Ohio Teacher Fired for Burning 'Crosses' Drops Lawsuit

John Freshwater, the Ohio teacher fired for allegedly burning crosses into student's arm, dropped his 2009 lawsuit against the Mount Vernon City school district on Thursday.

Freshwater, a two-time teacher of the year award recipient, said he was a victim of a firing witch hunt because he refused to remove his Bible from his desk. He filed a million-dollar lawsuit in the U.S. District Court in Columbus for lost pay and pension, and punitive damages. He argued that his rights to free speech were violated. He also wanted to be re-instated to his position as an eighth grade teacher.

Yesterday, however, Freshwater's attorneys filed paperwork dismissing the case.

Sarah Moore, the attorney for the school district, confirmed the case had been dropped. No explanation has been given, but Moore said she wasn't surprised.

"This dismissal, from our end, was expected. It speaks to the fact this lawsuit has no basis in fact or in law," she remarked.

Last year, the case made national headlines after Freshwater was accused of burning crosses into students' arms. Freshwater, a science teacher, said the "crosses" were part of an experiment demonstrating static electricity on the hands of volunteers. The crosses, he said, were in fact Xs, and the experiment was harmless.

"Parents did not go the police and didn't file a criminal complaint," said Freshwater. Furthermore, he said he had done the experiment for 20 years.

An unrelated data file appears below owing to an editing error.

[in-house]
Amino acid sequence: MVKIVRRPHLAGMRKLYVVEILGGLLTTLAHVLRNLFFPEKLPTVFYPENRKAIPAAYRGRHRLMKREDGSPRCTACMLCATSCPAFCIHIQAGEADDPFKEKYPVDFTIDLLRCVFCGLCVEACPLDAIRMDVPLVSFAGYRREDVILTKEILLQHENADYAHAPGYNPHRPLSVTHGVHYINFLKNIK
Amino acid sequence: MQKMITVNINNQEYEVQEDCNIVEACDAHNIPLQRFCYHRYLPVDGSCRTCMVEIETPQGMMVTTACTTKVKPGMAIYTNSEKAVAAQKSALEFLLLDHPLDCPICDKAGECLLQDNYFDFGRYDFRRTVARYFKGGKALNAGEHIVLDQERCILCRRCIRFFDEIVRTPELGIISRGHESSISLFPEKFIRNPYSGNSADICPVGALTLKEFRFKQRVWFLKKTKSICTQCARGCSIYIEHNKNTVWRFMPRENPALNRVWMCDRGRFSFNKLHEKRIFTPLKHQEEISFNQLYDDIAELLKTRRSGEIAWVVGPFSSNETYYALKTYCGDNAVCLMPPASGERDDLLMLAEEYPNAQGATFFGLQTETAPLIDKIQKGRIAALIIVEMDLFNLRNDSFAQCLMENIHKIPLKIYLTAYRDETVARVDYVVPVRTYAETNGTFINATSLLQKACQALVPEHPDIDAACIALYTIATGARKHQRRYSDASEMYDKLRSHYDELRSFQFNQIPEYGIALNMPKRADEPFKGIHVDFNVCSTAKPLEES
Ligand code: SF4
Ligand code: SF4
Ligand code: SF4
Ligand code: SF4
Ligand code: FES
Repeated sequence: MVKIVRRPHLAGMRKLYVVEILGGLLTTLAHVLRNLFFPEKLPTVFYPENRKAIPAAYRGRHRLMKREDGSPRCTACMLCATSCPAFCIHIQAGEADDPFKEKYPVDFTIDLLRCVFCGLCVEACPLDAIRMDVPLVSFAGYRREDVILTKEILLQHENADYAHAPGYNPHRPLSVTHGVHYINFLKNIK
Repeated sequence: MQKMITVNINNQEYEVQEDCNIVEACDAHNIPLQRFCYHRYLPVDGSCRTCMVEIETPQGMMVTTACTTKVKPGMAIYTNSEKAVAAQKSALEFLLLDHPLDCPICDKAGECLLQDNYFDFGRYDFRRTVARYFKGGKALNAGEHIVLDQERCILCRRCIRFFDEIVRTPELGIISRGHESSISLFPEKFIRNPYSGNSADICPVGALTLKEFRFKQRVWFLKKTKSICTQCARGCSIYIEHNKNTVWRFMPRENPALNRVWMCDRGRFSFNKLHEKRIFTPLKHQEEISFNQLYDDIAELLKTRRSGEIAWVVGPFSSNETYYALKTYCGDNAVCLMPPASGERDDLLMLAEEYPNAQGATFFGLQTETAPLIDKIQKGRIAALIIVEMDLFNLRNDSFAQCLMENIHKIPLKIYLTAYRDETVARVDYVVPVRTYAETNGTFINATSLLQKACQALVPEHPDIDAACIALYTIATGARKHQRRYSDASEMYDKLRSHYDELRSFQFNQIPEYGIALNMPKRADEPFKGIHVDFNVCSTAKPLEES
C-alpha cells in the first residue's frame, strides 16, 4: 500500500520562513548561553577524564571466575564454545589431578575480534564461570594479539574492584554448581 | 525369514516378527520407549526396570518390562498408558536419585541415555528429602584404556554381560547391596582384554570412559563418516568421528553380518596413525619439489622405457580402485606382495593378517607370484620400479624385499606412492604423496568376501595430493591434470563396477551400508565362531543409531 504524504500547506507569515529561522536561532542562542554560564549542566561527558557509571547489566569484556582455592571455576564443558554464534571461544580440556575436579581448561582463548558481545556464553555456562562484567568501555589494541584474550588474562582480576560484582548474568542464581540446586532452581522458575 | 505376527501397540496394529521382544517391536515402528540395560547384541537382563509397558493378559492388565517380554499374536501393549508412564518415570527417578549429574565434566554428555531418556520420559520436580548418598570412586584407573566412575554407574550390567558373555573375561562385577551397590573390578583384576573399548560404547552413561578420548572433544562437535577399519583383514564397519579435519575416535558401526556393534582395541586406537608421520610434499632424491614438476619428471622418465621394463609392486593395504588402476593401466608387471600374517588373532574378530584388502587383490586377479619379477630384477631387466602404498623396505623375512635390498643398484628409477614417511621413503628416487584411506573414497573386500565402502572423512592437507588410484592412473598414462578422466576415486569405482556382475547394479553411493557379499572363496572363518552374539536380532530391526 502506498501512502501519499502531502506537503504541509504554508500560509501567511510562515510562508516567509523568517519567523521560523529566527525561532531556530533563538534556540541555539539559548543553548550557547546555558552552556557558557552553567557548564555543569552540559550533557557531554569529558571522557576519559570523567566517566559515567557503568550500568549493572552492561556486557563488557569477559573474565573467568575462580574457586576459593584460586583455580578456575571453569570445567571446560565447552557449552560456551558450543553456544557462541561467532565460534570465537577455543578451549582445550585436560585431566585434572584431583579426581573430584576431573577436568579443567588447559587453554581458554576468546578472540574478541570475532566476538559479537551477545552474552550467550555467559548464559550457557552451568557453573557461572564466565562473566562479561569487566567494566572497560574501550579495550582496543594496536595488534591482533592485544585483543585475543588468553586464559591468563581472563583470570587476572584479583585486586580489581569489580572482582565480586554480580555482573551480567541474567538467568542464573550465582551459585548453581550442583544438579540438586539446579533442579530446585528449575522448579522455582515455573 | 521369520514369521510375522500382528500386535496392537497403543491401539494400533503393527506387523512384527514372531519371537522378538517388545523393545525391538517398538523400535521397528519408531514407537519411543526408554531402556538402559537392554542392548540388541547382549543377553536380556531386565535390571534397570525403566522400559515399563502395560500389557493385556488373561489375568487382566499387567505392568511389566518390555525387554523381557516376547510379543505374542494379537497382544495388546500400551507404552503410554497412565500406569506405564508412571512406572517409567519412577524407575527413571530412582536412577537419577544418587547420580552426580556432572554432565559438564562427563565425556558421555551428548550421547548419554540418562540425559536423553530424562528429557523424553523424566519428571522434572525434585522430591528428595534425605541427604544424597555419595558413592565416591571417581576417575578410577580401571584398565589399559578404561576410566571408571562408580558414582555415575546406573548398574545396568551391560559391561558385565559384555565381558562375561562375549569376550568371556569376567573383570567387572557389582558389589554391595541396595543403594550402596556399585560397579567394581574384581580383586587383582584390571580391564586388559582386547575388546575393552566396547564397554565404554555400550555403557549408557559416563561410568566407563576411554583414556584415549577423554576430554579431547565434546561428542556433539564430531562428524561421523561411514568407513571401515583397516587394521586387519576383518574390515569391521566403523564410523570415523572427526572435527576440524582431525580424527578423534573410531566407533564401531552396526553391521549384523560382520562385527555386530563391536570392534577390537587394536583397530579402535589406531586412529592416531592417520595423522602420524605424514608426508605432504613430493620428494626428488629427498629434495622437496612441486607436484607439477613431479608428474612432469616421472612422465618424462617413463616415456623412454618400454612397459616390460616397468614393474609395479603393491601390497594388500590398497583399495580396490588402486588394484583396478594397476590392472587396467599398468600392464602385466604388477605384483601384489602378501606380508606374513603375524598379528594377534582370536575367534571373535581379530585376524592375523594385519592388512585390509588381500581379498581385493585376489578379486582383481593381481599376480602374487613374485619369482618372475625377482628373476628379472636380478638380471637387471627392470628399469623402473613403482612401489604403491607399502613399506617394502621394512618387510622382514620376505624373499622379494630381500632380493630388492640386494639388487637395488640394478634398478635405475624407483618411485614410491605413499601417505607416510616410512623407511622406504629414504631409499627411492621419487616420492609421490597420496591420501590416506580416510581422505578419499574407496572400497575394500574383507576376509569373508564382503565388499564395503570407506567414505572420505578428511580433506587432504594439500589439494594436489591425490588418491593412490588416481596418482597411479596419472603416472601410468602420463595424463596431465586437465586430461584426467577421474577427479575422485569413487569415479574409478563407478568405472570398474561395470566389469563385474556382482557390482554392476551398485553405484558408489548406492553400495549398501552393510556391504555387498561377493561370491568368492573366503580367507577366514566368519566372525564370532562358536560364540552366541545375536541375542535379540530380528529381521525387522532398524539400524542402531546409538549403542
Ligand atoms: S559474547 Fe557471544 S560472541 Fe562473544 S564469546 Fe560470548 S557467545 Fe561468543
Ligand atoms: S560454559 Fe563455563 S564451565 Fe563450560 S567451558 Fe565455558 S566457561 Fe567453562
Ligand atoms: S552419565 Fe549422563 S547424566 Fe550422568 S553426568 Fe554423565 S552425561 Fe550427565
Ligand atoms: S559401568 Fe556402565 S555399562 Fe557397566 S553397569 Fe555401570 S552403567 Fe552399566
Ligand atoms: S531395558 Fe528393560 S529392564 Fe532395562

In a statement last year, Freshwater said he believed he was fired because he kept a Bible on his desk. The year before his removal, Freshwater was asked to take down a tapestry of Ten Commandments and hide his Bible from plain sight. He removed the tapestry, but was adamant about resting his Bible on the desk.

"The removal of [the Bible] will be nothing short of the infringement of my deeply-held religious beliefs," he said.

At the time, the Mt. Vernon City School Board released this statement: "As a public school system, the district cannot teach, promote or favor any religion or religious beliefs."

District officials later accused Freshwater of also teaching students about Creationism. Freshwater, in response, denied ever preaching about his religious beliefs in class.

David Daubenmire, a spokesman for Freshwater, said that he believes the charges against Freshwater were all motivated out of bias and prejudice. Freshwater became a teacher in 1987 and taught science for 20 years. He was a science teacher at Mt. Vernon Middle School.

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